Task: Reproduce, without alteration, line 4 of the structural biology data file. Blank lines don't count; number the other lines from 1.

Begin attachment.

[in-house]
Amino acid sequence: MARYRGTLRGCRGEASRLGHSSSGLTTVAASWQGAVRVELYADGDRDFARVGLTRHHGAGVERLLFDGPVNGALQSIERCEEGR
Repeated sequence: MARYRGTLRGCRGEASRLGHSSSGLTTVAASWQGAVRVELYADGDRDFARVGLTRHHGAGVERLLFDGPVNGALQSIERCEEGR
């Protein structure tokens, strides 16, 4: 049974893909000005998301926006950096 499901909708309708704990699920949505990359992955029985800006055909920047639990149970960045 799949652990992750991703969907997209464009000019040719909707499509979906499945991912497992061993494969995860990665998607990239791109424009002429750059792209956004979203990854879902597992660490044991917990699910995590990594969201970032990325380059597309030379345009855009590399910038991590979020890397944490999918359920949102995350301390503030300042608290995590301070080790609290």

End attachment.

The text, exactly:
């Protein structure tokens, strides 16, 4: 049974893909000005998301926006950096 499901909708309708704990699920949505990359992955029985800006055909920047639990149970960045 799949652990992750991703969907997209464009000019040719909707499509979906499945991912497992061993494969995860990665998607990239791109424009002429750059792209956004979203990854879902597992660490044991917990699910995590990594969201970032990325380059597309030379345009855009590399910038991590979020890397944490999918359920949102995350301390503030300042608290995590301070080790609290």